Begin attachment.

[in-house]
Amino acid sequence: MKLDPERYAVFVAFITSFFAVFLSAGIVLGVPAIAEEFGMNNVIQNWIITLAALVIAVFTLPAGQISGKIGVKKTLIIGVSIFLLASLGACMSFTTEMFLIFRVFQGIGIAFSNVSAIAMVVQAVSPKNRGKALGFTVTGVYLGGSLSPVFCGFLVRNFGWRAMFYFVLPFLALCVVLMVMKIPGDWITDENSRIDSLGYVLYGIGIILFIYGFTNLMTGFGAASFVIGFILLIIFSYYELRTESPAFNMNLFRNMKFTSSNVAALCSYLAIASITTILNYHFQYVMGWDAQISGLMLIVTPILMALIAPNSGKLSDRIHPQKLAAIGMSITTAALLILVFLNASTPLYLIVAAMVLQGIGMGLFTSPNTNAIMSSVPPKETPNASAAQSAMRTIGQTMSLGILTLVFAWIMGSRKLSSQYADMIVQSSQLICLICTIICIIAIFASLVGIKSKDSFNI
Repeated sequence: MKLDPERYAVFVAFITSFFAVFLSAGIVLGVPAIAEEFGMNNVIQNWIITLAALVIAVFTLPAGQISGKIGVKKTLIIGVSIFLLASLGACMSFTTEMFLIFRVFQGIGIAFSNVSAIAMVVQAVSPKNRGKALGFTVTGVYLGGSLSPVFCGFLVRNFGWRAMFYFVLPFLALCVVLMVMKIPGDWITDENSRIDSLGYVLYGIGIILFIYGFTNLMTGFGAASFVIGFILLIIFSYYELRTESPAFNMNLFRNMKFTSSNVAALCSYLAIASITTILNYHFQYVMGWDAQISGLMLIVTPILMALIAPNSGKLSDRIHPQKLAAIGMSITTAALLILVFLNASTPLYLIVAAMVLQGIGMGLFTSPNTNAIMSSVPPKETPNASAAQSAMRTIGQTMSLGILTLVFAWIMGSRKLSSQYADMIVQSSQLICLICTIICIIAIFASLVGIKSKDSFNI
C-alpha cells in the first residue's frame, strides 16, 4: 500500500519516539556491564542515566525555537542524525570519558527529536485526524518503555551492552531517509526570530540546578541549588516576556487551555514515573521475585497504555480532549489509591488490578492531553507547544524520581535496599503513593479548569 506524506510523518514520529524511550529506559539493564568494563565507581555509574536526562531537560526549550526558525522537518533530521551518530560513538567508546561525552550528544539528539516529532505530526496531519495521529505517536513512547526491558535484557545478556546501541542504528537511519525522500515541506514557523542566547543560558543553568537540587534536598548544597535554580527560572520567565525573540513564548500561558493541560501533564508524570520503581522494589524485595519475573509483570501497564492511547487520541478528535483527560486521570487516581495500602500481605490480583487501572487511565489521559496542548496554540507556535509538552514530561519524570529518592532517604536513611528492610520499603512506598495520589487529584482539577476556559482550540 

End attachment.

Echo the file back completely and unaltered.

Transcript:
[in-house]
Amino acid sequence: MKLDPERYAVFVAFITSFFAVFLSAGIVLGVPAIAEEFGMNNVIQNWIITLAALVIAVFTLPAGQISGKIGVKKTLIIGVSIFLLASLGACMSFTTEMFLIFRVFQGIGIAFSNVSAIAMVVQAVSPKNRGKALGFTVTGVYLGGSLSPVFCGFLVRNFGWRAMFYFVLPFLALCVVLMVMKIPGDWITDENSRIDSLGYVLYGIGIILFIYGFTNLMTGFGAASFVIGFILLIIFSYYELRTESPAFNMNLFRNMKFTSSNVAALCSYLAIASITTILNYHFQYVMGWDAQISGLMLIVTPILMALIAPNSGKLSDRIHPQKLAAIGMSITTAALLILVFLNASTPLYLIVAAMVLQGIGMGLFTSPNTNAIMSSVPPKETPNASAAQSAMRTIGQTMSLGILTLVFAWIMGSRKLSSQYADMIVQSSQLICLICTIICIIAIFASLVGIKSKDSFNI
Repeated sequence: MKLDPERYAVFVAFITSFFAVFLSAGIVLGVPAIAEEFGMNNVIQNWIITLAALVIAVFTLPAGQISGKIGVKKTLIIGVSIFLLASLGACMSFTTEMFLIFRVFQGIGIAFSNVSAIAMVVQAVSPKNRGKALGFTVTGVYLGGSLSPVFCGFLVRNFGWRAMFYFVLPFLALCVVLMVMKIPGDWITDENSRIDSLGYVLYGIGIILFIYGFTNLMTGFGAASFVIGFILLIIFSYYELRTESPAFNMNLFRNMKFTSSNVAALCSYLAIASITTILNYHFQYVMGWDAQISGLMLIVTPILMALIAPNSGKLSDRIHPQKLAAIGMSITTAALLILVFLNASTPLYLIVAAMVLQGIGMGLFTSPNTNAIMSSVPPKETPNASAAQSAMRTIGQTMSLGILTLVFAWIMGSRKLSSQYADMIVQSSQLICLICTIICIIAIFASLVGIKSKDSFNI
C-alpha cells in the first residue's frame, strides 16, 4: 500500500519516539556491564542515566525555537542524525570519558527529536485526524518503555551492552531517509526570530540546578541549588516576556487551555514515573521475585497504555480532549489509591488490578492531553507547544524520581535496599503513593479548569 506524506510523518514520529524511550529506559539493564568494563565507581555509574536526562531537560526549550526558525522537518533530521551518530560513538567508546561525552550528544539528539516529532505530526496531519495521529505517536513512547526491558535484557545478556546501541542504528537511519525522500515541506514557523542566547543560558543553568537540587534536598548544597535554580527560572520567565525573540513564548500561558493541560501533564508524570520503581522494589524485595519475573509483570501497564492511547487520541478528535483527560486521570487516581495500602500481605490480583487501572487511565489521559496542548496554540507556535509538552514530561519524570529518592532517604536513611528492610520499603512506598495520589487529584482539577476556559482550540 